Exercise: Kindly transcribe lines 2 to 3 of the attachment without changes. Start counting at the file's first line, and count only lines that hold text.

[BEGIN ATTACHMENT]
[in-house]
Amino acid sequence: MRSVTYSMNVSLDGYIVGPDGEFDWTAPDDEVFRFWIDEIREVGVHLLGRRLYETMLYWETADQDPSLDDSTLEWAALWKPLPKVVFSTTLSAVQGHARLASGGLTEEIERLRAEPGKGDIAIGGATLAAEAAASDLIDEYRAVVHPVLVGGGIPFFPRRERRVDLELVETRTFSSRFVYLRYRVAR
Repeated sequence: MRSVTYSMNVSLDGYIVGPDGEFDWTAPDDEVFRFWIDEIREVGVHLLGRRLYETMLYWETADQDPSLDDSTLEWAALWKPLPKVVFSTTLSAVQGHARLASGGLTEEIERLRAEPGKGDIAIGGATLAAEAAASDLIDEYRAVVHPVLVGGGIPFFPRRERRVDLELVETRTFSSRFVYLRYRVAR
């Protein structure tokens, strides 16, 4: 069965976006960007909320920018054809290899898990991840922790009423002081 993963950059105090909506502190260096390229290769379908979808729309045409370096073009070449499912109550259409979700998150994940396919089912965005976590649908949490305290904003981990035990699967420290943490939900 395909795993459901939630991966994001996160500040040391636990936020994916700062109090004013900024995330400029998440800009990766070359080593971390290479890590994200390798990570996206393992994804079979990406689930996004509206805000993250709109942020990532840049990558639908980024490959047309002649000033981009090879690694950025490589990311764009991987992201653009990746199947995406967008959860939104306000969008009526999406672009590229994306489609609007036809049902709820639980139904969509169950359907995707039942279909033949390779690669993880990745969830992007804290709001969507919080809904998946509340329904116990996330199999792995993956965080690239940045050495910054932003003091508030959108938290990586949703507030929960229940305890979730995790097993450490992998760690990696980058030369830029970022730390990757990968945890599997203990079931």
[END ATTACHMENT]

Amino acid sequence: MRSVTYSMNVSLDGYIVGPDGEFDWTAPDDEVFRFWIDEIREVGVHLLGRRLYETMLYWETADQDPSLDDSTLEWAALWKPLPKVVFSTTLSAVQGHARLASGGLTEEIERLRAEPGKGDIAIGGATLAAEAAASDLIDEYRAVVHPVLVGGGIPFFPRRERRVDLELVETRTFSSRFVYLRYRVAR
Repeated sequence: MRSVTYSMNVSLDGYIVGPDGEFDWTAPDDEVFRFWIDEIREVGVHLLGRRLYETMLYWETADQDPSLDDSTLEWAALWKPLPKVVFSTTLSAVQGHARLASGGLTEEIERLRAEPGKGDIAIGGATLAAEAAASDLIDEYRAVVHPVLVGGGIPFFPRRERRVDLELVETRTFSSRFVYLRYRVAR